• Moving house is up there among life's most stressful events. (Getty Images)
It isn't just the logistics of moving that are problematic. Moving throws all sorts of issues into the sharp relief, not all of them helpful.
By
Koraly Dimitriadis

9 Jan 2018 - 5:14 PM  UPDATED 10 Jan 2018 - 9:10 AM

Is stress stopping some of us from moving house? 

If you asked me this question before my recent move I would have answered ‘no’.

Why wouldn’t you move to get a better place? Or change locations to suit a new lifestyle?

The last time I moved six years ago I was miserable, but I attributed that to my separation. Which is why I was surprised I was stressed, anxious and sad during my recent move.

I felt like there was something wrong with me. Maybe it was because I wasn’t choosing to leave but rather my landlord was renovating and I had to vacate.

But my flat was too small for me and my growing child so why was I struggling?

Roy Morgan 2016 research showed 60 per cent of Australians had been living at the same address for five years or more. 

The Australian Bureau of Statistics also revealed that between  2013–14, 10 per cent of households reported they would like to move house but were unlikely to move in the next 12 months. Of these, 23 per cent couldn’t afford the expenses associated with moving and 19 per cent didn’t move because it’s too much effort.

Psychologist Meredith Fuller explains that not only has moving been ranked one of the top five most stressful life events, but that our house is symbolic of ourselves, our safe haven from the outside world, which is why it is so hard to leave and start all over again.

People dread the idea as they know that it involves a major disruption to their lives.

“People dread the idea as they know that it involves a major disruption to their lives,” Fuller says. “It means going through our stuff, boxing it up, letting go, throwing out, saying goodbye to who and what we know, losing our favourite café, our dog park etc. We have to do awful things like deal with our mess, our junk, and when we have to sort the ‘stuff’ we are triggered into memories of our past.”

Grieving the loss is an important part of the process. I had a lot of tough years in my flat – finding who I was after my divorce, grappling with being a single parent.

“Make some rituals, take farewell walks, say goodbye to people, places, memories,” Fuller says. “Go back on weekends for a while to enjoy your old café or friends, and gradually transition.”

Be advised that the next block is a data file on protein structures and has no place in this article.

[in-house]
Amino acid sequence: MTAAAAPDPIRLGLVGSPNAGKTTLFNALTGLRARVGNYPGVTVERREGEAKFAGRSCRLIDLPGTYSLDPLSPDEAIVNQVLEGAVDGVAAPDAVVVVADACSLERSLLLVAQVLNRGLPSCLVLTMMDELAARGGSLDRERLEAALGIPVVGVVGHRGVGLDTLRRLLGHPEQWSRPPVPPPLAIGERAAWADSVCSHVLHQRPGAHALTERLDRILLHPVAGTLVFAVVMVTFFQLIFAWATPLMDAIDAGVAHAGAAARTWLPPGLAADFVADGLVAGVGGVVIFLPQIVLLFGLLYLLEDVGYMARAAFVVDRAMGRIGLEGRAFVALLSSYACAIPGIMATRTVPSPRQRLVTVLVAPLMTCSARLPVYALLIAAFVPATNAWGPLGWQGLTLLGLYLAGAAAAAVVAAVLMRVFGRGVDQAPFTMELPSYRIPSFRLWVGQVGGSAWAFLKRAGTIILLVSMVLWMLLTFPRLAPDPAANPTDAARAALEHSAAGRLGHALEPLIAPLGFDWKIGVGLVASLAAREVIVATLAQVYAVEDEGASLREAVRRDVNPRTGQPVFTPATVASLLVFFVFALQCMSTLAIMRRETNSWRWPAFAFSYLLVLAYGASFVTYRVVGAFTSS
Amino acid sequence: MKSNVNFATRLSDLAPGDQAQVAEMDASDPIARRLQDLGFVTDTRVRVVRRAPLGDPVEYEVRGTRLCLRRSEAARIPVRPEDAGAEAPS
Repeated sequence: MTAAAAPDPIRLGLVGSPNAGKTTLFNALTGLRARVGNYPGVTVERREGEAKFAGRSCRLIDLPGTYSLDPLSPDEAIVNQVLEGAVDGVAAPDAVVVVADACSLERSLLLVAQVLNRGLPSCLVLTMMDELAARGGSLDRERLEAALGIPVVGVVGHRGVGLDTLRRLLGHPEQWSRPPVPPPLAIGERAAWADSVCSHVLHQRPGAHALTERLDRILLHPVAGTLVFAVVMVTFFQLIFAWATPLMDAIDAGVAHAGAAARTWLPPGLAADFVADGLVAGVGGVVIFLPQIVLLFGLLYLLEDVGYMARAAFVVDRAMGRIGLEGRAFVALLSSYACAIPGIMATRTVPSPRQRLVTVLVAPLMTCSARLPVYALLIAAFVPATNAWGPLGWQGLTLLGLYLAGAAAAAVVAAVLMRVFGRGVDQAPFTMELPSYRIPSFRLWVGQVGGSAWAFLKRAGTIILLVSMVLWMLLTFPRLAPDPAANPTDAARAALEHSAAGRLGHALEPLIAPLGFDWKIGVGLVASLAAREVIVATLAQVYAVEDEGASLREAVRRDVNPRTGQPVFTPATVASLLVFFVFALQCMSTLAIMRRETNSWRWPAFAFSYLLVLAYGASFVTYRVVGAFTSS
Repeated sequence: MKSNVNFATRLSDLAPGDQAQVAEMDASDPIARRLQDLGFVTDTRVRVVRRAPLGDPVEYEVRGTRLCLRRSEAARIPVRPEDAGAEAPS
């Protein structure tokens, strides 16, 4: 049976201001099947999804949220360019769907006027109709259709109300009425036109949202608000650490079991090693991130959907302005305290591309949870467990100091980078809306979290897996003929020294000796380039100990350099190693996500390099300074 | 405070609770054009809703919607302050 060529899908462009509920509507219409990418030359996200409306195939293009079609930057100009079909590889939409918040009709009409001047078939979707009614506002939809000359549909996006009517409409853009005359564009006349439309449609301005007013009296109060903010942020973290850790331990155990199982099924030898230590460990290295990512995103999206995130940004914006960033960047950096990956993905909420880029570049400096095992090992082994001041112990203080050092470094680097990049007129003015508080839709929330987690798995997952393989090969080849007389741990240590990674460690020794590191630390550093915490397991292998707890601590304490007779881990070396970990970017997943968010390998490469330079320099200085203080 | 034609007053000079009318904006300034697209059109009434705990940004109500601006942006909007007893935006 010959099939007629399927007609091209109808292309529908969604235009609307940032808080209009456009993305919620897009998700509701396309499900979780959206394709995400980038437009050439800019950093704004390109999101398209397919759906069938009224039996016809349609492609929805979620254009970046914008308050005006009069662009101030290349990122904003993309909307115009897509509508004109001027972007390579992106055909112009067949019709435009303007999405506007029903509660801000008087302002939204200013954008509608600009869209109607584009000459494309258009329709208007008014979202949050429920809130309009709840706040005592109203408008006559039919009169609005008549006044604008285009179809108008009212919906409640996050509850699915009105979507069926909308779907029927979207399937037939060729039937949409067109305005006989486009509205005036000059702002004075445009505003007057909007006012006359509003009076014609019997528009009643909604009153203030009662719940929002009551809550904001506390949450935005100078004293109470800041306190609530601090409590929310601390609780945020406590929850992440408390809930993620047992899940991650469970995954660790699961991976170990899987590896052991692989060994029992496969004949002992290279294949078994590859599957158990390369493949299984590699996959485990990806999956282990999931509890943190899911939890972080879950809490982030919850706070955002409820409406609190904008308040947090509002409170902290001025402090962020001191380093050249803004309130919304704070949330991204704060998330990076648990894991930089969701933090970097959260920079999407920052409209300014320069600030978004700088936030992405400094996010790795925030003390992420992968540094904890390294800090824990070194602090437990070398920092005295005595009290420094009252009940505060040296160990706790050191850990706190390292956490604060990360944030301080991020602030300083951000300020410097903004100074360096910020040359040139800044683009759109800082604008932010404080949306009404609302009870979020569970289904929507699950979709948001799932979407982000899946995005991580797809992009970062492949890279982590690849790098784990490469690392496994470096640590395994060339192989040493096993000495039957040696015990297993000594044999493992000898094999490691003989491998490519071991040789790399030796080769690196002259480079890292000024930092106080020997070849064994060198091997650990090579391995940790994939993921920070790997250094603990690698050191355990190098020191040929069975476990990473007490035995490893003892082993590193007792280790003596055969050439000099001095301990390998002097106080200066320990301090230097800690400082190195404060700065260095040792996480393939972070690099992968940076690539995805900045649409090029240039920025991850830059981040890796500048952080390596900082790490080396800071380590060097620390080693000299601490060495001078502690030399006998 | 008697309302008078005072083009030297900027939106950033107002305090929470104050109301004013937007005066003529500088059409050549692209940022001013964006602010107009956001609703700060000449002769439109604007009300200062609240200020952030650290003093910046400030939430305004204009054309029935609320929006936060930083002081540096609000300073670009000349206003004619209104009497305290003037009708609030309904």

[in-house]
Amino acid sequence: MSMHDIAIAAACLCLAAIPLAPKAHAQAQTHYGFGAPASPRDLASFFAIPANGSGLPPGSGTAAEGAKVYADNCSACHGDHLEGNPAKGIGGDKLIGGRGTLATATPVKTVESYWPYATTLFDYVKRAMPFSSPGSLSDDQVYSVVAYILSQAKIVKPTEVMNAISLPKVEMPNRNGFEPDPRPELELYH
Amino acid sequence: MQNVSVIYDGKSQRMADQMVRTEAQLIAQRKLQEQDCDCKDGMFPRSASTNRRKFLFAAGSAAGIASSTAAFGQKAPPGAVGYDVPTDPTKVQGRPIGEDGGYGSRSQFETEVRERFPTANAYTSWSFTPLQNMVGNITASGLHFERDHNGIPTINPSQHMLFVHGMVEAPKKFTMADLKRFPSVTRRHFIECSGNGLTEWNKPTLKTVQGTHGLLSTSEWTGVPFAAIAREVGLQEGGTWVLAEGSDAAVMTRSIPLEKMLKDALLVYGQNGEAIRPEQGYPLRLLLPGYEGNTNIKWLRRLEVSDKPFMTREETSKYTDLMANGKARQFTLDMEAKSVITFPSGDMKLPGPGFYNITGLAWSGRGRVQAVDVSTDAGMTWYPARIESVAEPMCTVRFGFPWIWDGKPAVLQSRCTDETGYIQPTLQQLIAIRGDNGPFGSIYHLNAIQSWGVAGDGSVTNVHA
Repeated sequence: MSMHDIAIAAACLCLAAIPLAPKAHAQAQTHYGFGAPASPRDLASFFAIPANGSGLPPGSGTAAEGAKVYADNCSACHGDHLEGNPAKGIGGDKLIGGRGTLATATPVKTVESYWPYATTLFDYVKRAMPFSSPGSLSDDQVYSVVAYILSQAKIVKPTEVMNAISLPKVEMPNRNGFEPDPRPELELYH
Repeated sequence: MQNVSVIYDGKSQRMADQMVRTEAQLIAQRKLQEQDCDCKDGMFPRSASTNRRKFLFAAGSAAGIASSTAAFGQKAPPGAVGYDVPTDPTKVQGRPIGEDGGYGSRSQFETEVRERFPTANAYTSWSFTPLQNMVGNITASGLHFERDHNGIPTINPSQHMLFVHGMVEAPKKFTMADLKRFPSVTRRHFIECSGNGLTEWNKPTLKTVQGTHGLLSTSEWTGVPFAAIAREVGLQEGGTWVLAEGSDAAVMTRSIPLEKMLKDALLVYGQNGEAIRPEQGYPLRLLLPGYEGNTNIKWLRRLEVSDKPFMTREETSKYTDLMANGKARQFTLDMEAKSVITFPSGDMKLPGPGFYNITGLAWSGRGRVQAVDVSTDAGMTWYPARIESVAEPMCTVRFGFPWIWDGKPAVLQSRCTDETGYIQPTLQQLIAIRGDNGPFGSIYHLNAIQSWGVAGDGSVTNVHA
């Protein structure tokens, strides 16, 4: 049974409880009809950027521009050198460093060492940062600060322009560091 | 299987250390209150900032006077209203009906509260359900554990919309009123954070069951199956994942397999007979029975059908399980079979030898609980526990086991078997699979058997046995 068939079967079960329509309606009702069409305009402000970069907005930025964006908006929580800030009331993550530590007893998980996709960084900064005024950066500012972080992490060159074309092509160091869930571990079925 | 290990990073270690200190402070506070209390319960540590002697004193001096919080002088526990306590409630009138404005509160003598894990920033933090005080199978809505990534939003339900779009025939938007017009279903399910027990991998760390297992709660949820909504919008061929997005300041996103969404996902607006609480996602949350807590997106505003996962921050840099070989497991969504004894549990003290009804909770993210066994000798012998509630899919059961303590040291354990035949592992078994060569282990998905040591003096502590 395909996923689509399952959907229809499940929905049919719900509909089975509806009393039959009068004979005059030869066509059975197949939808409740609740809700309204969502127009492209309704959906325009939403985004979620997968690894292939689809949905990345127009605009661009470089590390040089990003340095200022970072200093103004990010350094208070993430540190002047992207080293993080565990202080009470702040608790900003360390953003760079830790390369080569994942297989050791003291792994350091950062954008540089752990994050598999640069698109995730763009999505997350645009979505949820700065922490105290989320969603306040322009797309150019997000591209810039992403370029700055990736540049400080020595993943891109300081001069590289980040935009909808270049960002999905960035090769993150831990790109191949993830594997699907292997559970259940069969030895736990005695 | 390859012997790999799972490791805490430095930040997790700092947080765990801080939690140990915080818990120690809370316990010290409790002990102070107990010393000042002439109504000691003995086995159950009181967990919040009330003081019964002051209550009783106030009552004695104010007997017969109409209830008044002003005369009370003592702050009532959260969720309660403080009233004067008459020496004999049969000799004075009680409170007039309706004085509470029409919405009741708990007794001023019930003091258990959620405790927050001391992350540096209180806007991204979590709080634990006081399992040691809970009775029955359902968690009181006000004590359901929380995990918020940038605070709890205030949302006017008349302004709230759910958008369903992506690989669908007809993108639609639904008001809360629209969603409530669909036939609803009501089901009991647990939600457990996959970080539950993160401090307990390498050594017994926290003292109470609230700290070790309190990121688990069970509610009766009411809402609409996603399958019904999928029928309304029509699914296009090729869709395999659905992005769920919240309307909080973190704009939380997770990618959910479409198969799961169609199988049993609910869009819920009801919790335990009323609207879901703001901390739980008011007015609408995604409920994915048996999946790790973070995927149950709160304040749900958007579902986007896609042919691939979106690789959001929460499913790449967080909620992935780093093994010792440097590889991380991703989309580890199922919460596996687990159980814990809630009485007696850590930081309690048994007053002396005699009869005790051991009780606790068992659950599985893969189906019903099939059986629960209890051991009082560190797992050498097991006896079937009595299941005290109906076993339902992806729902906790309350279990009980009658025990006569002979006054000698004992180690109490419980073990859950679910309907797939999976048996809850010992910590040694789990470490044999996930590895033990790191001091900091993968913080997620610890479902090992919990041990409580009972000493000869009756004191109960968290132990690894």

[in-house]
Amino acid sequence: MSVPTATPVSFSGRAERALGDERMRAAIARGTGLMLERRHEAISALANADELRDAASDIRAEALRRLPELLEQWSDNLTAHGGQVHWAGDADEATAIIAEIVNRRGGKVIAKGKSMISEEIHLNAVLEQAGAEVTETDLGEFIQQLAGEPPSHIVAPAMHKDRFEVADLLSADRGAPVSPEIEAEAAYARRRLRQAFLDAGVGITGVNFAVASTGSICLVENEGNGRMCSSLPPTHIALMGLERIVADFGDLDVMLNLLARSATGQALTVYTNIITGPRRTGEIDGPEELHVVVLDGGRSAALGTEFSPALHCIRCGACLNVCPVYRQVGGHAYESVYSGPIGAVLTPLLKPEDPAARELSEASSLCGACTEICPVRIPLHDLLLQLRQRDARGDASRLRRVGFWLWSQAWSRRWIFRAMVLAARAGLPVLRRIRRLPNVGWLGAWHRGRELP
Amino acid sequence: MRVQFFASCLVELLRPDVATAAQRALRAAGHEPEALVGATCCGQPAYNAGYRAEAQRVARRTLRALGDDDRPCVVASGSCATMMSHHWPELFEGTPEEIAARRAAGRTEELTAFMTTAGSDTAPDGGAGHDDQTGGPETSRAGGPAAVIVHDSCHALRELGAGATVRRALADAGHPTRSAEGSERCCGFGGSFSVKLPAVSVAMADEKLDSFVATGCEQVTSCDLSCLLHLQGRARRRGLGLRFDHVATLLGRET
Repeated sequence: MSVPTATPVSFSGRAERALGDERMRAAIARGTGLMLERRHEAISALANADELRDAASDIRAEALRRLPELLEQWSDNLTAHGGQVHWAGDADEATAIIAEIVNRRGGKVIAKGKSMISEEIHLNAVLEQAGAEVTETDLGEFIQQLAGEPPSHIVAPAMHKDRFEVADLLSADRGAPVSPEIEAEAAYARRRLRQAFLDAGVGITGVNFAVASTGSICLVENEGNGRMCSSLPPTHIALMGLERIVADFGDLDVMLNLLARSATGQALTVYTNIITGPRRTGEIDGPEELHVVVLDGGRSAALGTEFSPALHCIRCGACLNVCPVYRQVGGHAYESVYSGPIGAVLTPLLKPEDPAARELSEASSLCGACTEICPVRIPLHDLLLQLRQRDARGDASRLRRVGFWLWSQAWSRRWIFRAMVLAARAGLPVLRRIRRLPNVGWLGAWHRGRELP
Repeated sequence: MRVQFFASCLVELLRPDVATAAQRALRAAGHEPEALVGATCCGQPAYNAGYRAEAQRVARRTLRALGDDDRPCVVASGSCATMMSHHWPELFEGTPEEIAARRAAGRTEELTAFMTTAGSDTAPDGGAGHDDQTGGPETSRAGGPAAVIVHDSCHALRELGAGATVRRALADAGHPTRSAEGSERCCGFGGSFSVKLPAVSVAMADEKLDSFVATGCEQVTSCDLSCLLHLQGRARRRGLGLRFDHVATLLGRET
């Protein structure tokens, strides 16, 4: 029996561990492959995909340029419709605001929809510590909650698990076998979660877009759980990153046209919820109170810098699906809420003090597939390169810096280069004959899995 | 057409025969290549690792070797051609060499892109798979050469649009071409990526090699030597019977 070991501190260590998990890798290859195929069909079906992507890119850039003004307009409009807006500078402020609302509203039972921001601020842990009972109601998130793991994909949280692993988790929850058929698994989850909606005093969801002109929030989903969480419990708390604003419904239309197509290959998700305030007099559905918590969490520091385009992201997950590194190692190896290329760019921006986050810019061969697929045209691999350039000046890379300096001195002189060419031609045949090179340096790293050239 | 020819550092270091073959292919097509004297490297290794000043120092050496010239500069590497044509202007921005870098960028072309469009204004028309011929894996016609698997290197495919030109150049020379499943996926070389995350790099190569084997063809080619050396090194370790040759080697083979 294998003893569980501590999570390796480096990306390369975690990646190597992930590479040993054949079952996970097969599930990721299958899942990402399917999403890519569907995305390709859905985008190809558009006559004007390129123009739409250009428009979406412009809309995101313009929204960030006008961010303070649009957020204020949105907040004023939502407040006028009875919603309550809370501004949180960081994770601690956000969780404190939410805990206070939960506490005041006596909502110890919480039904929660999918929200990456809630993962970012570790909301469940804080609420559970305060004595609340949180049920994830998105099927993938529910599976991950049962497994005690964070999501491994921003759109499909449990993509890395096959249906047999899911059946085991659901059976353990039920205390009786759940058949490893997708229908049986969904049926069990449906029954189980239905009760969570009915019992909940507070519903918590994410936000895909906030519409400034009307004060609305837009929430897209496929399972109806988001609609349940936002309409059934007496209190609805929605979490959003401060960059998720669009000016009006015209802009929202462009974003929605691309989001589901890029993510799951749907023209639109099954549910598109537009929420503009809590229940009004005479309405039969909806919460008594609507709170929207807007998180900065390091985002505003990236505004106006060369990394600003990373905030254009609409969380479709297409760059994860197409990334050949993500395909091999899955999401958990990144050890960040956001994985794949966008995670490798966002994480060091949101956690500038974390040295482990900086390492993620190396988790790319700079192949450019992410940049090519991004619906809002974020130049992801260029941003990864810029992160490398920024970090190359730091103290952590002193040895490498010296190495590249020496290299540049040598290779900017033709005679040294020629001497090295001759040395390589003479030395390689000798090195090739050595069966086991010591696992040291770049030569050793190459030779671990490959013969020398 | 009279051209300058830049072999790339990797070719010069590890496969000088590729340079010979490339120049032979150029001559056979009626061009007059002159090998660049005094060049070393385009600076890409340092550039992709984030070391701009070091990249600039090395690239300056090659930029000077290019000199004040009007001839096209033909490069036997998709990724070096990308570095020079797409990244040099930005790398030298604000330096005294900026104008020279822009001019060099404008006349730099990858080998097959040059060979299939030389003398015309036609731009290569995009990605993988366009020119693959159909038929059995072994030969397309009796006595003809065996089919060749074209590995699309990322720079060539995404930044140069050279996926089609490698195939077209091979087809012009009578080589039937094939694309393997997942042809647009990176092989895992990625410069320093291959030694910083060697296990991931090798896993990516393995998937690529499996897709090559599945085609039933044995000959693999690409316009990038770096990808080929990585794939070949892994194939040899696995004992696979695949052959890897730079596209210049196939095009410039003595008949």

Fuller says that while we are affected by the loss we should also consider the gains and creating new memories.

In my case, I didn’t have a backyard and now I would be gaining one. I also saw the move as a new phase in my life I had been avoiding for years, of moving on from my post-divorce home into a more mature and more comfortable sense of self.

At the time I was resentful of my landlord, but now I think maybe it was just fate’s way of giving me a push. Having said that, landlords and real-estate agents should consider that tenants are not just dollar signs but people, so decisions to strip them of their home, shouldn’t be taken lightly.

Managing the move

In the past when people have told me they’re moving, I didn’t think it was such a big deal. Today I am much more empathetic.

It was interesting the people who helped me in the end weren’t the people I thought would. “Some people move a lot and have it down to a fine art,” Fuller says. “Others find it too hard and will ‘disappear’ until you are firmly ensconced in your new home.”

Fuller advises not to expect friends to assist, although you could provide a list of tasks your friends can choose from, being specific. Let them know why you are asking: eg. “Hey Kate, I am wondering if you could help me wrap up my glassware? I know you are clever with that.” Or, “I know you have a bad back and I don’t want you to pick anything up, but I would love your company and making me a cuppa while I do.”

I’ve still got boxes around and it’s almost been a month since I moved. I don’t beat myself up about it even though I desperately want an organised home. Fuller advises not to try to do too much all at once, but to take rests and explore nearby shops so you can find a nice local café to relax.

Book friends to come over for meals so you don’t feel lost and try not to latch on too quickly to neighbours because you’re grumpy and tired. Be cautious until you know how close you want to be.

“It take time to adjust – expect MONTHS before you feel ‘right’,” Fuller says.

“You might feel weird waking in the night and not recalling where the bathroom is – no you are not losing it, this is normal! Be grateful you did the big cull. Gradually you will start to enjoy the new and embrace it.”

Koraly Dimitriadis is a freelance opinion writer, poet, filmmaker, theatremaker and the author of Love and F**k Poems.

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